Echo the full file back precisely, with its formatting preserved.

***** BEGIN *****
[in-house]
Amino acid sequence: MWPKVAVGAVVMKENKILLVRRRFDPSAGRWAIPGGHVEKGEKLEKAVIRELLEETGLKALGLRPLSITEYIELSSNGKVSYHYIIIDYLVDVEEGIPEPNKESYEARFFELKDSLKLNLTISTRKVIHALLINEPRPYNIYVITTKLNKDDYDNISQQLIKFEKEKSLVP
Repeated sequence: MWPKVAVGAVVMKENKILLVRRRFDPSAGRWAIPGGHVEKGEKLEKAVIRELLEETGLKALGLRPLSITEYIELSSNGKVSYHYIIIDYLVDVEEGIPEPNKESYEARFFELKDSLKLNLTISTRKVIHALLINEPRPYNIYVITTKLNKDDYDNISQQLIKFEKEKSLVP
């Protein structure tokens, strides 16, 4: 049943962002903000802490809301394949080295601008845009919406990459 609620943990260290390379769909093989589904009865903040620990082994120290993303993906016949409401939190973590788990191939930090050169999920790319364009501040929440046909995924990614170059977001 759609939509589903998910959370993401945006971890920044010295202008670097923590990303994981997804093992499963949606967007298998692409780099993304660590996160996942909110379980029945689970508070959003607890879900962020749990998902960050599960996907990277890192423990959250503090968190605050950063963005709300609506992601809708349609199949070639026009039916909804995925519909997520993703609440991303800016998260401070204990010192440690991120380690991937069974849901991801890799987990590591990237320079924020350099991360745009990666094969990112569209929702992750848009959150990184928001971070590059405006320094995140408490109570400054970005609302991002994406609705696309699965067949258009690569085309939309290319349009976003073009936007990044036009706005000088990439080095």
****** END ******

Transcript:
[in-house]
Amino acid sequence: MWPKVAVGAVVMKENKILLVRRRFDPSAGRWAIPGGHVEKGEKLEKAVIRELLEETGLKALGLRPLSITEYIELSSNGKVSYHYIIIDYLVDVEEGIPEPNKESYEARFFELKDSLKLNLTISTRKVIHALLINEPRPYNIYVITTKLNKDDYDNISQQLIKFEKEKSLVP
Repeated sequence: MWPKVAVGAVVMKENKILLVRRRFDPSAGRWAIPGGHVEKGEKLEKAVIRELLEETGLKALGLRPLSITEYIELSSNGKVSYHYIIIDYLVDVEEGIPEPNKESYEARFFELKDSLKLNLTISTRKVIHALLINEPRPYNIYVITTKLNKDDYDNISQQLIKFEKEKSLVP
């Protein structure tokens, strides 16, 4: 049943962002903000802490809301394949080295601008845009919406990459 609620943990260290390379769909093989589904009865903040620990082994120290993303993906016949409401939190973590788990191939930090050169999920790319364009501040929440046909995924990614170059977001 759609939509589903998910959370993401945006971890920044010295202008670097923590990303994981997804093992499963949606967007298998692409780099993304660590996160996942909110379980029945689970508070959003607890879900962020749990998902960050599960996907990277890192423990959250503090968190605050950063963005709300609506992601809708349609199949070639026009039916909804995925519909997520993703609440991303800016998260401070204990010192440690991120380690991937069974849901991801890799987990590591990237320079924020350099991360745009990666094969990112569209929702992750848009959150990184928001971070590059405006320094995140408490109570400054970005609302991002994406609705696309699965067949258009690569085309939309290319349009976003073009936007990044036009706005000088990439080095």